Similarly the special effects. There’s a lot of good work on the Blob effects, but the composites are often iffy. Russell does come up with an amazing, strobe flash sequence for the movie theater attack. Photographer Mark Irwin does quite well too, which makes the bad composite shots all the more perplexing.

Russell and Darabont plot the film to be a constant surprise, at least for the first half or so. Even after establishing traditionally safe characters are not, they still manage to surprise with how they take things.

A lot of the effects thrills are derivative, but Russell still manages them with aplomb. It helps he’s got Shawnee Smith in the lead. She sort of stumbles into the lead after a couple false starts and does exceedingly well. The film often succeeds simply for putting Smith in somewhat awkward set pieces and character interactions.

Kevin Dillon and Donovan Leitch play her two admirers, sort of. Leitch is the jock, Dillon the punk. Dillon’s appealing, but his dialogue’s often terrible. Leitch somehow manages to be likable if painfully straight edge.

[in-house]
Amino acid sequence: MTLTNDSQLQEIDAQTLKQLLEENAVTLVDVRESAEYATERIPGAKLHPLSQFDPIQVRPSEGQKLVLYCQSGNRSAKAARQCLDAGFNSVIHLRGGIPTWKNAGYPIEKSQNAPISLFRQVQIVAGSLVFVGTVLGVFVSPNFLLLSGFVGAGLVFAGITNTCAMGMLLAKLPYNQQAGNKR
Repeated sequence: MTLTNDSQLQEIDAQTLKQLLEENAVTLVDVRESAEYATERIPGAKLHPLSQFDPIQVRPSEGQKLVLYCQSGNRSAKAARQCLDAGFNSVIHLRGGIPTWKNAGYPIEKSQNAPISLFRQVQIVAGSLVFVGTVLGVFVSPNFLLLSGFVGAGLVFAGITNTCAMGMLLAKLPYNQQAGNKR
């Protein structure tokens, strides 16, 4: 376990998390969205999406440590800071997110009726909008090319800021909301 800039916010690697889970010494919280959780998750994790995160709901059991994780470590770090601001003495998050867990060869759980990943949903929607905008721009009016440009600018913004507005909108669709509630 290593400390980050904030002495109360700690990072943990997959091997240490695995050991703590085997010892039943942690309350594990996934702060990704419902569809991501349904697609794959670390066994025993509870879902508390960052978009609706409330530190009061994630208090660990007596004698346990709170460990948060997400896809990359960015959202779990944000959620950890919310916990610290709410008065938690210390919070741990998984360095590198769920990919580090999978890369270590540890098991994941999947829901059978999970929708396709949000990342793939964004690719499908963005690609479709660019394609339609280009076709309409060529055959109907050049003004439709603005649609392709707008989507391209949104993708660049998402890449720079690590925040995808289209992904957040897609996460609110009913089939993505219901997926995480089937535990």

Very nice supporting turns from Jeffrey DeMunn, Candy Clark and Paul McCrane. Terrible one from Jon Seneca.

The Blob’s problematic, but it’s not bad.

1/4

CREDITS

Directed by Chuck Russell, screenplay by Russell and Frank Darabont, based on an earlier screenplay by Theodore Simonson and Kay Linaker and a story by Irvine H. Millgate; director of photography, Mark Irwin; edited by Tod Feuerman and Terry Stokes; music by Michael Hoenig; production designer, Craig Stearns; produced by Jack H. Harris and Elliot Kastner; released by Tri-Star Pictures.

Starring Shawnee Smith (Meg Penny), Kevin Dillon (Brian Flagg), Donovan Leitch (Paul Taylor), Jeffrey DeMunn (Sheriff Herb Geller), Candy Clark (Fran Hewitt), Joe Seneca (Dr. Meddows), Del Close (Reverend Meeker), Paul McCrane (Deputy Bill Briggs), Sharon Spelman (Mrs. Penny), Michael Kenworthy (Kevin Penny), Douglas Emerson (Eddie Beckner), Beau Billingslea (Moss Woodley), Ricky Paull Goldin (Scott Jeske) and Art LaFleur (The Pharmacist).